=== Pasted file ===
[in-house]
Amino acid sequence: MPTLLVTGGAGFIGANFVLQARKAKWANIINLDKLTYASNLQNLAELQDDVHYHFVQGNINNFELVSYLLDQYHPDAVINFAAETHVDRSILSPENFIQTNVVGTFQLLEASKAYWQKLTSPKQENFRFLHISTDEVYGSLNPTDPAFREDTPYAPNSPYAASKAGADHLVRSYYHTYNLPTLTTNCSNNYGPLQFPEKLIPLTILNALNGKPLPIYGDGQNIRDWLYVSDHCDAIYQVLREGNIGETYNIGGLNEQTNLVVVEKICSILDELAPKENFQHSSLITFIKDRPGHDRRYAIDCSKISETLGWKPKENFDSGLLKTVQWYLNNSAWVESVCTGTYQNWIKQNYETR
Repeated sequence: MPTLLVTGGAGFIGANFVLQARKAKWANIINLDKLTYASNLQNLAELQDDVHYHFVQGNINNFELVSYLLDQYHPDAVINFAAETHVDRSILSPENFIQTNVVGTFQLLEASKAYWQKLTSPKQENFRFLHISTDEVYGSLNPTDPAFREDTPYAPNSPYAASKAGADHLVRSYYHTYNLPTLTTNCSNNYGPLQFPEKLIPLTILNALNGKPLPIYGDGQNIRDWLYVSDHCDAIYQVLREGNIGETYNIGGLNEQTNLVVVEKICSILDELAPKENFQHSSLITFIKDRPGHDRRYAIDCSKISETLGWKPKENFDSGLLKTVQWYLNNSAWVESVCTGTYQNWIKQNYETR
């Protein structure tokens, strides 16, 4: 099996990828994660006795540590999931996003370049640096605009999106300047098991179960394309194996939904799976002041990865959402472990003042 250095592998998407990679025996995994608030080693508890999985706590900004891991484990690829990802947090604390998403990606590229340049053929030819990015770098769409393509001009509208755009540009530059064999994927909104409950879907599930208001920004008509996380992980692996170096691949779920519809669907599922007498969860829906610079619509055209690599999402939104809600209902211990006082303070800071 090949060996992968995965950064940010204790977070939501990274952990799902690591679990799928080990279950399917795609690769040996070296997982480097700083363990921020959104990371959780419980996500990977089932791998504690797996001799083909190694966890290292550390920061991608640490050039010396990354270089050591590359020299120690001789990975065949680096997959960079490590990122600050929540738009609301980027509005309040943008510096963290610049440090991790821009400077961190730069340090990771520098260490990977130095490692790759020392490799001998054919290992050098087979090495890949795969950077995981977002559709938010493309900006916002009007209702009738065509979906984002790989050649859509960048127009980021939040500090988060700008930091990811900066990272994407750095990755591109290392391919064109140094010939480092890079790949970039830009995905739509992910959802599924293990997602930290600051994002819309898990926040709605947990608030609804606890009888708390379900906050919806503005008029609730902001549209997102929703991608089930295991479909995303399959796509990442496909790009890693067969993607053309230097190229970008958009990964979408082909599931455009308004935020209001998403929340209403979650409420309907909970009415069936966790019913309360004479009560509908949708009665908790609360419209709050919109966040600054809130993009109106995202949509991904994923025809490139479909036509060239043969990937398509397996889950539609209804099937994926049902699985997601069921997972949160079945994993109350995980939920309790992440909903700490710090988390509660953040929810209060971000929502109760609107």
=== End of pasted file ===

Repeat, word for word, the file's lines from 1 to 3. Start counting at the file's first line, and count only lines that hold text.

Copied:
[in-house]
Amino acid sequence: MPTLLVTGGAGFIGANFVLQARKAKWANIINLDKLTYASNLQNLAELQDDVHYHFVQGNINNFELVSYLLDQYHPDAVINFAAETHVDRSILSPENFIQTNVVGTFQLLEASKAYWQKLTSPKQENFRFLHISTDEVYGSLNPTDPAFREDTPYAPNSPYAASKAGADHLVRSYYHTYNLPTLTTNCSNNYGPLQFPEKLIPLTILNALNGKPLPIYGDGQNIRDWLYVSDHCDAIYQVLREGNIGETYNIGGLNEQTNLVVVEKICSILDELAPKENFQHSSLITFIKDRPGHDRRYAIDCSKISETLGWKPKENFDSGLLKTVQWYLNNSAWVESVCTGTYQNWIKQNYETR
Repeated sequence: MPTLLVTGGAGFIGANFVLQARKAKWANIINLDKLTYASNLQNLAELQDDVHYHFVQGNINNFELVSYLLDQYHPDAVINFAAETHVDRSILSPENFIQTNVVGTFQLLEASKAYWQKLTSPKQENFRFLHISTDEVYGSLNPTDPAFREDTPYAPNSPYAASKAGADHLVRSYYHTYNLPTLTTNCSNNYGPLQFPEKLIPLTILNALNGKPLPIYGDGQNIRDWLYVSDHCDAIYQVLREGNIGETYNIGGLNEQTNLVVVEKICSILDELAPKENFQHSSLITFIKDRPGHDRRYAIDCSKISETLGWKPKENFDSGLLKTVQWYLNNSAWVESVCTGTYQNWIKQNYETR